Chinese tea: important symbol, carrier of Chinese culture in reporters' eyes
The sub-forum "Reporters and Tea" at the Third Maritime Silk Road Tea Culture Forum in Fuding, Ningde, Fujian province kicks off on June 29. [Photo/fjsen.com]
The Third Maritime Silk Road Tea Culture Forum kicked off in Fuding, Ningde, Fujian province on June 29.
To draw prominent members of the newspaper industry to discuss tea culture and advance Fu Tea culture, the forum this year incorporated a sub-forum with the theme "Reporters and Tea".
Chinese tea has become one of the most important symbols and carriers of Chinese culture, Wang Hao, deputy director-in-chief of China Daily, said at the sub-forum. Wang is a fan of tea and he shared stories about two tea lovers at the sub-forum.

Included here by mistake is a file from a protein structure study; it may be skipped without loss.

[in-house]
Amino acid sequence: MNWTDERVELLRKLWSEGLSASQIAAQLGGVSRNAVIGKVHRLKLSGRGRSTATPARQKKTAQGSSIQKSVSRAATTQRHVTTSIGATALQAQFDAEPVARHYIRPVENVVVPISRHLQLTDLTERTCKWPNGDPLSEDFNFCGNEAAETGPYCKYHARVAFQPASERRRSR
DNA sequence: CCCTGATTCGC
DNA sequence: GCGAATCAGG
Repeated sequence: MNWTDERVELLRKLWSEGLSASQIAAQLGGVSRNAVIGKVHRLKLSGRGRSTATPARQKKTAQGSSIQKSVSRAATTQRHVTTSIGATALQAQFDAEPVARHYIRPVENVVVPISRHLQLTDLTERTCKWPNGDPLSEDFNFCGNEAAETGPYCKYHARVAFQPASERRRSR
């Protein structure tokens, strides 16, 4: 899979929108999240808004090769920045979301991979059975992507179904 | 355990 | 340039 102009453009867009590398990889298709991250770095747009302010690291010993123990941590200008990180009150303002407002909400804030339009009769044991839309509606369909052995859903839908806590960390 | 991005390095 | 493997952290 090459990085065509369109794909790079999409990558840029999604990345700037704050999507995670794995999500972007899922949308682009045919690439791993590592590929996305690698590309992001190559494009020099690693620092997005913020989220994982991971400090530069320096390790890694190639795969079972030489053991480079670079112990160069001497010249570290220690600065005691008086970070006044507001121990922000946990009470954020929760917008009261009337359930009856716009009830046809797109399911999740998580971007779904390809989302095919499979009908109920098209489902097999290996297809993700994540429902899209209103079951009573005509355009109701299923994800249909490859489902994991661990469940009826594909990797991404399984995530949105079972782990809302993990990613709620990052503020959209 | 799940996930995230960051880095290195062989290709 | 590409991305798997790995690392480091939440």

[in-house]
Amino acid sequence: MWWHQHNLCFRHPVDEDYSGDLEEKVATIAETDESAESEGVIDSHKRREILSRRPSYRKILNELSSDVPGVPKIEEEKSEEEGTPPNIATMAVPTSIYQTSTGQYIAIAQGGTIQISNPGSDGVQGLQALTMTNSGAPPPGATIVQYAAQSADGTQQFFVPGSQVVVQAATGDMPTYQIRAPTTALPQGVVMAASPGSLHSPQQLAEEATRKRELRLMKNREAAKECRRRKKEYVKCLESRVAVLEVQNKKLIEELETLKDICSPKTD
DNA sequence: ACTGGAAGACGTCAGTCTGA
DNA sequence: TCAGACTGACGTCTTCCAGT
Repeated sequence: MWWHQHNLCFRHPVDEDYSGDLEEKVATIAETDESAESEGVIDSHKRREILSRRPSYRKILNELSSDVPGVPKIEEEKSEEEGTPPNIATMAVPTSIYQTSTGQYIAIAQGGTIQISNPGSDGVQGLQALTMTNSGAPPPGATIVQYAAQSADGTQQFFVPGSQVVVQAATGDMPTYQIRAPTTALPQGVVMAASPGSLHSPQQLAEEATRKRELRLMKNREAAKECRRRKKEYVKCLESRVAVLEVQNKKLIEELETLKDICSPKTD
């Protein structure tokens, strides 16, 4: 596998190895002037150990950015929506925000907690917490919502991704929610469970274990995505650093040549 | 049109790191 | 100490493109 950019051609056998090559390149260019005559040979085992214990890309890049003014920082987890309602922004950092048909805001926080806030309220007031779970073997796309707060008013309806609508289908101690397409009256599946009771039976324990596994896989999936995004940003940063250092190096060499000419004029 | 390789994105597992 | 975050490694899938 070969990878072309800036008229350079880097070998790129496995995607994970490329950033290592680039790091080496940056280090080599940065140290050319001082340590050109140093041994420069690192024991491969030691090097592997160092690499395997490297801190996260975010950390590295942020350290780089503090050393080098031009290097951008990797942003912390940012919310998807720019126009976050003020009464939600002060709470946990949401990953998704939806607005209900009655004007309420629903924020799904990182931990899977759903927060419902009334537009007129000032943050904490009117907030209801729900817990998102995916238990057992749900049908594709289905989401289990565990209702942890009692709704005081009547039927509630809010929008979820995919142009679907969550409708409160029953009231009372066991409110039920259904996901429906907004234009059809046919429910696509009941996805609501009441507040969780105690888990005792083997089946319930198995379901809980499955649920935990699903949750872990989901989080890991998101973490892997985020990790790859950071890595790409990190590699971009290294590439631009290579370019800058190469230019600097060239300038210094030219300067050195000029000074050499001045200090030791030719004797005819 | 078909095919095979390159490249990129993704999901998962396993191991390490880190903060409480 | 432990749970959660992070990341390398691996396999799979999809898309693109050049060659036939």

Renowned martial arts author Louis Cha Leung-yung, better known by his literary name Jin Yong, loves tea a lot and frequently reveals in public his secret to good health: a cup of tea.
He established a tea shop in Hangzhou's West Lake and regularly drank tea with residents, which delights reporters and greatly advances tea culture.
Tea is not only a beverage, but also a sentiment.
Chen Shaobai, a fellow revolutionary and well-known reporter, liked to drink tea with Sun Yat-sen at Yuexiulou in Guangzhou. Later, in 1899, he founded China Daily in Hong Kong under the same name.
China Daily is a national English-language newspaper with a mission of disseminating China’s news to the outside world. "Communication requires a common language and topics of common interest. Thus, tea is the best choice," Wang added.